The surfing capital in Costa Rica is Tamarindo in the northwestern Pacific region. Tamarindo is a party city where young surfers have fun and sun throughout the year. Tamarindo offers many surf schools and camps for beginners and soft, sandy bottom beaches with the right amount of surf to allow safe wipeouts.
Playa Grande is just north of Tamarindo and has strong waves that provide thrilling action for the more experienced surfers. It can find many isolated beaches in this region to escape the crowds to enjoy more intimate beach holidays.
Playa Naranjo, also known as Witches Rock, provides the absolute wilderness surfing experience with enormous waves in the northern part. And to the south, Playa Negra provides a hollow right break in a volcanic black sandy beach. The production of Endless Summer II included surfing at these beaches.
The southernmost tip on the southern end of Nicoya Peninsula, this region offers an exciting offbeat atmosphere with incredible surfing, but without the commercialized and crowded setting of Tamarindo. The sand bottoms and the pumping surf provide great alternatives for novices and experienced surfers.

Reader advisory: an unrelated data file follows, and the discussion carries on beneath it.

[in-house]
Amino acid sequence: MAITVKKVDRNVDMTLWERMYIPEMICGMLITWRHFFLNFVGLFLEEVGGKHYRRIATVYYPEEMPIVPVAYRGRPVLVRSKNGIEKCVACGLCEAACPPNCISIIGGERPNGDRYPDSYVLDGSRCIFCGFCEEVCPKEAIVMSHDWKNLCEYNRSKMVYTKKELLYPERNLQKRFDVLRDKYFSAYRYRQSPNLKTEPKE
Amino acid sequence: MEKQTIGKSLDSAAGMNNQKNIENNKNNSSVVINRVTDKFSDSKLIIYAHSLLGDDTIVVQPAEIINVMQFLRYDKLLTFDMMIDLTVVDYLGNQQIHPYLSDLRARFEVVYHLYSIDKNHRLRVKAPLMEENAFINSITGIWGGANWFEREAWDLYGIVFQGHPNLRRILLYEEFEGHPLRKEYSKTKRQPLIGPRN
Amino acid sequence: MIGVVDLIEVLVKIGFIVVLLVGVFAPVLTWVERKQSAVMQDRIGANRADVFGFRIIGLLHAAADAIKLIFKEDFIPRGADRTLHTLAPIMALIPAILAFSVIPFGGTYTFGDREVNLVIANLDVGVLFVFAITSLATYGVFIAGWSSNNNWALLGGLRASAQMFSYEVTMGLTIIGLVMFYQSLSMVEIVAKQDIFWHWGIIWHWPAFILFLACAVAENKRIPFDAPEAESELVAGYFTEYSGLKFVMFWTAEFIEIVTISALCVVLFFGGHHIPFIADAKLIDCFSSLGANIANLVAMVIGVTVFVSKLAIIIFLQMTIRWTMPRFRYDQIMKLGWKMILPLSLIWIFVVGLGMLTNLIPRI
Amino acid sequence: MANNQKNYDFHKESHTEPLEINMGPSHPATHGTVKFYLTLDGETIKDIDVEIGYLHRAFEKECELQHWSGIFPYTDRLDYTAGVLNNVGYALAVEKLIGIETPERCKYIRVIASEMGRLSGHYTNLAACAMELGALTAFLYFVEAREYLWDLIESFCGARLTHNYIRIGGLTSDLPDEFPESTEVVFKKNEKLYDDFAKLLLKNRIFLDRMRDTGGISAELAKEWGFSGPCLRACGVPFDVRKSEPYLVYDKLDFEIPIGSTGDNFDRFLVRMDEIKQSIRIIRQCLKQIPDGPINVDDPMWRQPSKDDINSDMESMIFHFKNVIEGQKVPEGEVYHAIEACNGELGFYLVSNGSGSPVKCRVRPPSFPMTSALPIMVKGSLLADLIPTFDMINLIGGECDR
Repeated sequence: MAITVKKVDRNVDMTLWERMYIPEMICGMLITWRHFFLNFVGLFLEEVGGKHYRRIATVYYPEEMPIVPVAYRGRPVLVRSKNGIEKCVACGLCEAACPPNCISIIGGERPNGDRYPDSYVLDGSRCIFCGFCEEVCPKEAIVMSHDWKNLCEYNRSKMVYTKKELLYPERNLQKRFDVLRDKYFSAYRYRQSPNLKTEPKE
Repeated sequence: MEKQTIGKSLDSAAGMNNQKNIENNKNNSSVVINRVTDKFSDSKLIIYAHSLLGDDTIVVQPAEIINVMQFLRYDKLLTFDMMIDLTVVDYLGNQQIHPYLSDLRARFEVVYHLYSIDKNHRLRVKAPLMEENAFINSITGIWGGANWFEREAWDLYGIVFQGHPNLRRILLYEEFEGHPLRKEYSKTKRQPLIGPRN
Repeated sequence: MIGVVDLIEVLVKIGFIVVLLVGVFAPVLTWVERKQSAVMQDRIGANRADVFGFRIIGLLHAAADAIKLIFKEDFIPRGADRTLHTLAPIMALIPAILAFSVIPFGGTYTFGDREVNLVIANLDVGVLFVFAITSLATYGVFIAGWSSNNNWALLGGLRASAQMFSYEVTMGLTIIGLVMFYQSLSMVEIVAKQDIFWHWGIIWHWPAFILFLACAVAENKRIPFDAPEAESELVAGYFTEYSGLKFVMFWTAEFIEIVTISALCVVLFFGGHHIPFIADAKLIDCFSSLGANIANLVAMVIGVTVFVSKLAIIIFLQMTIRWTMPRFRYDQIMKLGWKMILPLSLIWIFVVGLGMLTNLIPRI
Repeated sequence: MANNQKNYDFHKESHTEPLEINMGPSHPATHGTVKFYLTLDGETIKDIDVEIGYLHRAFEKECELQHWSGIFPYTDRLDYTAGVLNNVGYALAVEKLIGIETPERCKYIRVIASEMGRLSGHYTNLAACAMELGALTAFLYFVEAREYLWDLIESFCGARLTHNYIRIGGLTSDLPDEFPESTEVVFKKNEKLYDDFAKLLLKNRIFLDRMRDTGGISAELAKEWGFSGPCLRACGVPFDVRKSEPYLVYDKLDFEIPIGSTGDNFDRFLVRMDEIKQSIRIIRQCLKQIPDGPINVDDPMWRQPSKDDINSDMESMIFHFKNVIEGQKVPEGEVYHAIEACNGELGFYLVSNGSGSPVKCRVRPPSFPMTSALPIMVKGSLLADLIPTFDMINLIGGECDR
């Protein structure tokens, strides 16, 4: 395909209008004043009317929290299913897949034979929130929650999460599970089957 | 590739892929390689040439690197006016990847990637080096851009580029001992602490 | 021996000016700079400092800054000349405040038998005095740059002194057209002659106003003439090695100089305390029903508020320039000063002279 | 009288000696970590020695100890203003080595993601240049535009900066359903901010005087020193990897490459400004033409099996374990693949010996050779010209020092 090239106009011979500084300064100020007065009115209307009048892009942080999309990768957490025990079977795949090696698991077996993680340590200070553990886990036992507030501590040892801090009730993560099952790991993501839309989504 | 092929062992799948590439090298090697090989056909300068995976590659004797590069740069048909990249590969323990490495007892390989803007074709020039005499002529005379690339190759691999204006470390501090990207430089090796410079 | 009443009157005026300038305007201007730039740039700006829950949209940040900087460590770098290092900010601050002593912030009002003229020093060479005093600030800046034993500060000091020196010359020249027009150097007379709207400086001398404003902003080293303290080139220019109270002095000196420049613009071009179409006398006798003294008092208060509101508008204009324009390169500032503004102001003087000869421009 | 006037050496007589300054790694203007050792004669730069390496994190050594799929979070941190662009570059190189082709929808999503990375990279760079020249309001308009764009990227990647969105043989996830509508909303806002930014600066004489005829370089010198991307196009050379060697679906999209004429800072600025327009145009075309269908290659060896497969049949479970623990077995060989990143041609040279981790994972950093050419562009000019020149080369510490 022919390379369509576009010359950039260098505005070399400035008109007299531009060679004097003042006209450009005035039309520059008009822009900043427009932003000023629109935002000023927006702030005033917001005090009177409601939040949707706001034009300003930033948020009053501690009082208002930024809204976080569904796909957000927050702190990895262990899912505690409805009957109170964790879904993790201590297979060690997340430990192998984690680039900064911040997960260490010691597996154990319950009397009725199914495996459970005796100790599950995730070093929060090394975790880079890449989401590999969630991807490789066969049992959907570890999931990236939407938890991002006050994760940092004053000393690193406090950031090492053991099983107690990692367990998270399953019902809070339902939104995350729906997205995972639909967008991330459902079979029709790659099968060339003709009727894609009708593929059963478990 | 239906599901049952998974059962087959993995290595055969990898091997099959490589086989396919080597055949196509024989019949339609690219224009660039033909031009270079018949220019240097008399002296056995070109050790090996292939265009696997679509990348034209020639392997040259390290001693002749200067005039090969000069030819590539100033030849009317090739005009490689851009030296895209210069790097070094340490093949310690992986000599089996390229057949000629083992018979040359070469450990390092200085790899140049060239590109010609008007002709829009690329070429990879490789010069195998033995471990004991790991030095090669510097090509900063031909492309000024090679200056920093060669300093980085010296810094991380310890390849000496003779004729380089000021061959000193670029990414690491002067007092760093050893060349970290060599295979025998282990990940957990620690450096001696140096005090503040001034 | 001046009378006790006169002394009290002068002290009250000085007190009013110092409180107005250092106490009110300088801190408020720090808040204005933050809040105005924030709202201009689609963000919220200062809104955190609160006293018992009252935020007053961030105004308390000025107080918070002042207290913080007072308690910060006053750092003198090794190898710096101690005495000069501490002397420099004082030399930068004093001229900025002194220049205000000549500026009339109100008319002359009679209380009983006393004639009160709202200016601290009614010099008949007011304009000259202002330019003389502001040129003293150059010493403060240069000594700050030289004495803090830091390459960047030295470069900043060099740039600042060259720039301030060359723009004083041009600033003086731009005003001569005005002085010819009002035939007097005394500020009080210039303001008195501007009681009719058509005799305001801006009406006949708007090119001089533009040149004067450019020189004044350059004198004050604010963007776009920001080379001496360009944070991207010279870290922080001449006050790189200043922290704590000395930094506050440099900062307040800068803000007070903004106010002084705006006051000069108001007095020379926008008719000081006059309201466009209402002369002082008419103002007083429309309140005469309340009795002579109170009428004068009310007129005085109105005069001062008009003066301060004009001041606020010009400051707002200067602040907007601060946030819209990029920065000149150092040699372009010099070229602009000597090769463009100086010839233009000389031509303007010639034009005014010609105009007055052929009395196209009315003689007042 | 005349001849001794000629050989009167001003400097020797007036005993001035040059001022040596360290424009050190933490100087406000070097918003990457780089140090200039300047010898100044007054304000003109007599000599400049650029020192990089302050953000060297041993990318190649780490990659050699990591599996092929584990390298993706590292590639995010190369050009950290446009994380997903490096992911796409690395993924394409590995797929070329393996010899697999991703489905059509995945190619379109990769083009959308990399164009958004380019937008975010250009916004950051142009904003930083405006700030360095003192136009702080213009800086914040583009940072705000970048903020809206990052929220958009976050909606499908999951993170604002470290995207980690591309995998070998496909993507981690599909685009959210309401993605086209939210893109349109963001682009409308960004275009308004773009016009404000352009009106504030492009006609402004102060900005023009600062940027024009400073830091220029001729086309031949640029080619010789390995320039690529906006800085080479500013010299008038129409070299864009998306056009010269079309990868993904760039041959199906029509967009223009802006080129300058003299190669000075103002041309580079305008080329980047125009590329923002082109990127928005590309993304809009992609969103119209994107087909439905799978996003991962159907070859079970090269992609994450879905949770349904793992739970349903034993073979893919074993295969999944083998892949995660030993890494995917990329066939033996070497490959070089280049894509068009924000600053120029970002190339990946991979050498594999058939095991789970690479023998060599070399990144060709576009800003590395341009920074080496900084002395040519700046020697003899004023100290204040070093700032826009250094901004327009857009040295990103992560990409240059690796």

Playa Santa Teresa has risen from the obscurity of its past to fame and is just within a short distance. It now has affordable and luxurious options for all types of travelers.
Jaco’s central Pacific zone provides sandy bottom surf decent waves for lessons and is the most lively and vibrant nightlife spot throughout the Costa Rican coastline. The southern beach area is a good choice for quieter nights if you’re looking to relax after a surf day.
Just south of Jaco, Playa Hermosa is a mile of deserted, pumping waves for the best surfers.
Playa Pavones and Zancudo
The south-western Pacific region is home to several beaches within the Golfo Dulce and Osa peninsula region. Zancudo and Pavones stand out due to their long and fast left break. If you’re lucky, the gap can be nearly 1 kilometer long. It makes this one of the longest breaks anywhere in the world. It is not a good place to learn, but.